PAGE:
Unfortunately, the officers’ aggression didn’t stop after the attack, says Brennan. They then pulled him to his feet, searched his bag and took his phone, and demanded identification. Brennan handed over his VIS identity card, which was never returned. He felt an excruciating pain in his back and sunk to the floor, demanding to be taken to a hospital or allowed to contact the U.S. Embassy. One of the officers replied by telling him to "stop crying" – the only words said in English and addressed directly at Brennan during the whole incident, he says. The officer, referring to Brennan, then told his girlfriend in German that "they always act like this."

Brennan’s girlfriend called an ambulance, and he was taken to hospital for treatment and released later that day. He returned to the hospital the following weekend due to the continuing pains, and was kept there two nights.

As news of the incident spread, sympathy for Brennan and outrage at his alleged mistreatment grew among friends and colleagues, as did concern that the case would not be taken seriously by the police. "The school community, parents, teachers and students were shocked to hear what had happened to Mike," says Joseph O’Rourke, a teacher at the VIS and colleague of Brennan. "As first news of the incident reached us we believed this was an assault by members of the public. When it was later established that two police officers were responsible it made the news all the more sickening and caused a great deal of additional concern." Campaigns organised by friends of Brennan soon sprung up online, including a "Justice for Mike Brennan" group on Facebook and a blog, and by the end of the first weekend following the events at Spittelau, both the national and international media had become engaged.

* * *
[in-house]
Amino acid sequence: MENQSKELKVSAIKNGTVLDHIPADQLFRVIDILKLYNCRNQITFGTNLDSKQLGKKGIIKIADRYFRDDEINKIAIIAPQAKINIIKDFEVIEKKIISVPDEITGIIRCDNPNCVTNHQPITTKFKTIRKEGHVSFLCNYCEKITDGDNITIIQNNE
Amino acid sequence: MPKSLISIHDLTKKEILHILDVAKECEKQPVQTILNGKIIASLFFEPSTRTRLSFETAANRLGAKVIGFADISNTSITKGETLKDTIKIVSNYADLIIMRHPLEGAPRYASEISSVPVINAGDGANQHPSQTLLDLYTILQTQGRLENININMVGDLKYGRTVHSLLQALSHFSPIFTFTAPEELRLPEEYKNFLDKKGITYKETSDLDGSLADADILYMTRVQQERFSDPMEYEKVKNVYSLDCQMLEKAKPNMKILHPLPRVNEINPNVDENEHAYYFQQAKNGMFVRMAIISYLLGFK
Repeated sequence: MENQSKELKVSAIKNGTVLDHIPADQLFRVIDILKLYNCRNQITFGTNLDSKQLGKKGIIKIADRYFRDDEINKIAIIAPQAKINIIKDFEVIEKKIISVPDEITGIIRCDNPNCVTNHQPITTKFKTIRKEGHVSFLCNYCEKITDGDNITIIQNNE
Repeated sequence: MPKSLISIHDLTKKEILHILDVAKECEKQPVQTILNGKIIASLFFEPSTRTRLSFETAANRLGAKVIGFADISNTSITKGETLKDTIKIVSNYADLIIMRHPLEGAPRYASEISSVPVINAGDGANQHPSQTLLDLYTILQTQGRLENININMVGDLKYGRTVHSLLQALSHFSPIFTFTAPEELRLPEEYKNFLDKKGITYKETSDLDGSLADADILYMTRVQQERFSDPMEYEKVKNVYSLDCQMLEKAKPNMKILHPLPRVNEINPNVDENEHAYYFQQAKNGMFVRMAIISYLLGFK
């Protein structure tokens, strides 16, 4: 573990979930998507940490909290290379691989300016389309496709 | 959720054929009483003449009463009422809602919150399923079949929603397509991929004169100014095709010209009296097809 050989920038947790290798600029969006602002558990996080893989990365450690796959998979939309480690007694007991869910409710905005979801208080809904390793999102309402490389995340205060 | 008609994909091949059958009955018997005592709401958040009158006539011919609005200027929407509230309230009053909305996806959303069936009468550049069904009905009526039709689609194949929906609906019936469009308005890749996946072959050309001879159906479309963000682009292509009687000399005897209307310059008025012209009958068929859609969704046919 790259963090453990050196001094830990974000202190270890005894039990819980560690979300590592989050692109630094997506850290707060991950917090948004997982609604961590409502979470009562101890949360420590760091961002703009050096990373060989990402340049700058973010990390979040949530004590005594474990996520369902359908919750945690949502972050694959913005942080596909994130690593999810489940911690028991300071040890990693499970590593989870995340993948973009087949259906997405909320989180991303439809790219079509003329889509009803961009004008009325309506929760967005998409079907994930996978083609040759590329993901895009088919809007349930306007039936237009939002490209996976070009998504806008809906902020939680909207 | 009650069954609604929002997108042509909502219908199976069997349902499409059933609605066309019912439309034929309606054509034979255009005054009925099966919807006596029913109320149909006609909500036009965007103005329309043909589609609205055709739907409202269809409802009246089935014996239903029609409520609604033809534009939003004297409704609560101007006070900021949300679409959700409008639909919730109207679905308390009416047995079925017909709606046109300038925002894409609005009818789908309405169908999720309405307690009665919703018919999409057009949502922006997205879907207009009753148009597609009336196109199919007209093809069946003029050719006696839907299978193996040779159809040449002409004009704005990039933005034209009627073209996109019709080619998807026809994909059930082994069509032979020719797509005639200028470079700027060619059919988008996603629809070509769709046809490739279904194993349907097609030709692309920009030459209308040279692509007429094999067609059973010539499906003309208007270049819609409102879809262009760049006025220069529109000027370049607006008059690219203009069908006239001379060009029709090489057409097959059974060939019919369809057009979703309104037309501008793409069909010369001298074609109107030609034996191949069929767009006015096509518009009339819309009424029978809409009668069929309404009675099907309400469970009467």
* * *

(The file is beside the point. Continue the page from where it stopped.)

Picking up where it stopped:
By this time, the police had already initiated an internal inquiry into the incident through the Büro für Besondere Ermittlungen (Office for Special Investigations), while the Public Prosecutor began investigating the possibility of criminal proceedings. Nevertheless, fears that the case will be swept under the carpet persist, heightened by what many deem as an unsatisfactory reaction by the authorities.

Brennan received no apology for the injuries sustained during the incident, despite police claims that several attempts had been made to contact him. "My girlfriend got a telephone call the next day from a lady who apologised and said that ‘this has never happened before’, apart from that I’ve heard nothing," he says.  Regarding the incident itself, the police issued a press release on Monday, Feb. 16th calling it a "regrettable mix-up," and stating that Brennan had been confused with a suspect with a near identical personal description. Many feel such explanations avoid the real issue.